A thorough first look at iOS 6 beta

Apple announced tons of new features and enhancements as part of iOS 6 two days ago at WWDC 2012, but it won’t be available to consumers until this fall — probably in September or October. Things like the totally revamped Maps app, improvements to Siri, Facebook integration, iCloud tabs, shared photo streams and more greatly move Apple’s mobile operating system forward in terms of polish and function. I was able to get my hands on the developer preview and I’ve been playing around with the updated OS on my iPad 2 ever since, so let’s dive right into the details.

The Beginning

What’s the very first thing I noticed upon unlocking my iOS 6 device? The new icons. The Maps icon has slightly changed from previous versions of iOS to represent the entirely new app — more on that in a bit. The familiar Clock app from the iPhone and iPod touch has finally made its way to the iPad with a fresh new icon as well. Finally, the Settings icon has changed slightly. The border is a bit brighter and, at least to me, has less of that metallic feel from before. It also serves as a template for other under-the-hood type icons (that’s really the best way I can describe it) across iOS such as the mute switch in the multitasking bar or the new icon-based sharing menu.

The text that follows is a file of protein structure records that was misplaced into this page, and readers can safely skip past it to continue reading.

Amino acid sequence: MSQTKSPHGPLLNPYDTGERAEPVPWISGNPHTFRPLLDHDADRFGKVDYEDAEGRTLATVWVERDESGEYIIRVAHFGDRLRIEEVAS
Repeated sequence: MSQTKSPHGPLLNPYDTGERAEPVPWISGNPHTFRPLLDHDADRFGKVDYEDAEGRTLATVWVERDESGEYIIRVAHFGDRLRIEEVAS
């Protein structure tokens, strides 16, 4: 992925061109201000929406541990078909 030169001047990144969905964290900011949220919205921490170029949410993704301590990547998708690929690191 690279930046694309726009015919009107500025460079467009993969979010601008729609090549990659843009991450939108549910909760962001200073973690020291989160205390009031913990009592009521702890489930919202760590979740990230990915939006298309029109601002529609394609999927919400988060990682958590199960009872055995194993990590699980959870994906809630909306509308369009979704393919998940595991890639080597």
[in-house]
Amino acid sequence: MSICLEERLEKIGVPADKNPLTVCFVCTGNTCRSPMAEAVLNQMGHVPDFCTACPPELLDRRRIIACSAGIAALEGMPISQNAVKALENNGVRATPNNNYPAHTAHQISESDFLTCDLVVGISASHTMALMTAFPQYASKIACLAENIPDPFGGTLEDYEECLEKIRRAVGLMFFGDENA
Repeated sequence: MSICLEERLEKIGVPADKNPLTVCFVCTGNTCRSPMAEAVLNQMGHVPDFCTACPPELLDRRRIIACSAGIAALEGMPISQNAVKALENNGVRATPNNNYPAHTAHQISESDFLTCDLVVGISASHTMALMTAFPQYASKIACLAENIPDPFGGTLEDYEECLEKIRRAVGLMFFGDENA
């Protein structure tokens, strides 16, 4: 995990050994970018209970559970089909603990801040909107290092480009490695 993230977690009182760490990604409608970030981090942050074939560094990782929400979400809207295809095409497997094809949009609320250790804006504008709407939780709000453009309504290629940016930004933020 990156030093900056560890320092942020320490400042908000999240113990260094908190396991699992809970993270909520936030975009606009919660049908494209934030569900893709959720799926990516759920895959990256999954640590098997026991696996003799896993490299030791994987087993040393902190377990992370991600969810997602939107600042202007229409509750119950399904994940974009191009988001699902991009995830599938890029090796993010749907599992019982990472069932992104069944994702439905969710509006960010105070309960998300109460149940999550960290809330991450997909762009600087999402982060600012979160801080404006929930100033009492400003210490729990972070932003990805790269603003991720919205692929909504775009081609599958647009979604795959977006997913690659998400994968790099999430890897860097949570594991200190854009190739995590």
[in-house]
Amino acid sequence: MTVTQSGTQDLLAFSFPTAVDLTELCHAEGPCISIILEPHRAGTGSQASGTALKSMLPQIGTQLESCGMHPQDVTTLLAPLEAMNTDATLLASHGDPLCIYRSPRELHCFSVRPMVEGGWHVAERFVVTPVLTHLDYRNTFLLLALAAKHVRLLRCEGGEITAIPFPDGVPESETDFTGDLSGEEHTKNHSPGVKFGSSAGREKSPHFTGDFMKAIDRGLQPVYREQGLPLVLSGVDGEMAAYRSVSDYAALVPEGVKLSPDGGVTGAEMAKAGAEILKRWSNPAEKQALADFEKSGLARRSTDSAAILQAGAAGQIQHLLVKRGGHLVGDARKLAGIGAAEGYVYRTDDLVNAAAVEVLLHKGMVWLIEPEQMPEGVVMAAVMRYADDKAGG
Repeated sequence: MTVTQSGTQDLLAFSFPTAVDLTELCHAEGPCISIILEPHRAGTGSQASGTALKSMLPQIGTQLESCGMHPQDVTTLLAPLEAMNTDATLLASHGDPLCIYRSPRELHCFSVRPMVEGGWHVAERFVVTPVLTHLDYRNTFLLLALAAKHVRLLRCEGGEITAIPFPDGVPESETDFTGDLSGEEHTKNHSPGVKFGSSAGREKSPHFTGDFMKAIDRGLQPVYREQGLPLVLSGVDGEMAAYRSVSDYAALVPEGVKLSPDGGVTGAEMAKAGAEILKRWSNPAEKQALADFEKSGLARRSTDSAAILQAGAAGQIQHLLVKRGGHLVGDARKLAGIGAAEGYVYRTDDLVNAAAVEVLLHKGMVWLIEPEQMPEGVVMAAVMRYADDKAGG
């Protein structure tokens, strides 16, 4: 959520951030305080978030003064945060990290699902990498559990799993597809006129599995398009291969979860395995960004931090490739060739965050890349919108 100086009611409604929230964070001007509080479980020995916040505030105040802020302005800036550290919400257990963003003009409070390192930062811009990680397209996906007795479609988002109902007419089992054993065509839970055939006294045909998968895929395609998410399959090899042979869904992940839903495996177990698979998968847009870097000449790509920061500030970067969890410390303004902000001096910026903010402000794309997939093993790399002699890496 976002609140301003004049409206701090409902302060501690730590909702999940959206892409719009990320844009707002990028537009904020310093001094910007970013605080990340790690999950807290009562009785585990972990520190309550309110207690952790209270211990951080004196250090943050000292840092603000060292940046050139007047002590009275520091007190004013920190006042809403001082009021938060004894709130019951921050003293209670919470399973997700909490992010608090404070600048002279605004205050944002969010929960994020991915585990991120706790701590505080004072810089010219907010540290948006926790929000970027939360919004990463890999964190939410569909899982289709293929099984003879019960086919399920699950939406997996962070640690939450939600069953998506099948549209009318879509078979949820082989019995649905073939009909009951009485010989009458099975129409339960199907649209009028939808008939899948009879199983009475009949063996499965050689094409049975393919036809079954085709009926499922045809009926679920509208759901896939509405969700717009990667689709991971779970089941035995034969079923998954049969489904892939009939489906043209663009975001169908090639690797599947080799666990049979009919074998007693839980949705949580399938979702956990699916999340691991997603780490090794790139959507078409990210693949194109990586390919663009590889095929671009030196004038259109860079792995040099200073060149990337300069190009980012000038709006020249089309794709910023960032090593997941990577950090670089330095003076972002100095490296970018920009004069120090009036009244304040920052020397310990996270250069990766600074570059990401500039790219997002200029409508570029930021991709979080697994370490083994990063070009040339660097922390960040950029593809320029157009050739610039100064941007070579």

The big question on everybody’s mind I’m sure is about maps — does it live up to the high expectations Apple has set? Well, that’s kind of complicated to answer. The maps gather data from TomTom, Bing, Waze, and some other sources. The design is vibrant and pretty as you might expect. In my use, performance has been noticeably slower than with Google Maps, but this is a beta so we can hope for it to get faster over the next few months. There’s not a lot to say about turn-by-turn directions except for the fact that it does work as advertised; it gets you where you need to go. The interface for it is quite nice too.

The two features I’ve been most impressed with in Maps are search and Yelp integration. Searching for locations or businesses is super fast. As soon as I type somewhere, I get suggestions that are frequently very accurate as to what I was looking for. Even specific locations start to appear in the search results as I’m typing. It’s phenomenal. Then tapping the info button on any location brings up the panel of contact information plus tabs for user reviews and photos right from Yelp. You can even add your own photo or check-in with Yelp. I wish the check-ins worked with Foursquare instead of Yelp, but a partnership is a partnership, I suppose. Overall these two features are really handy and dramatically help with productive.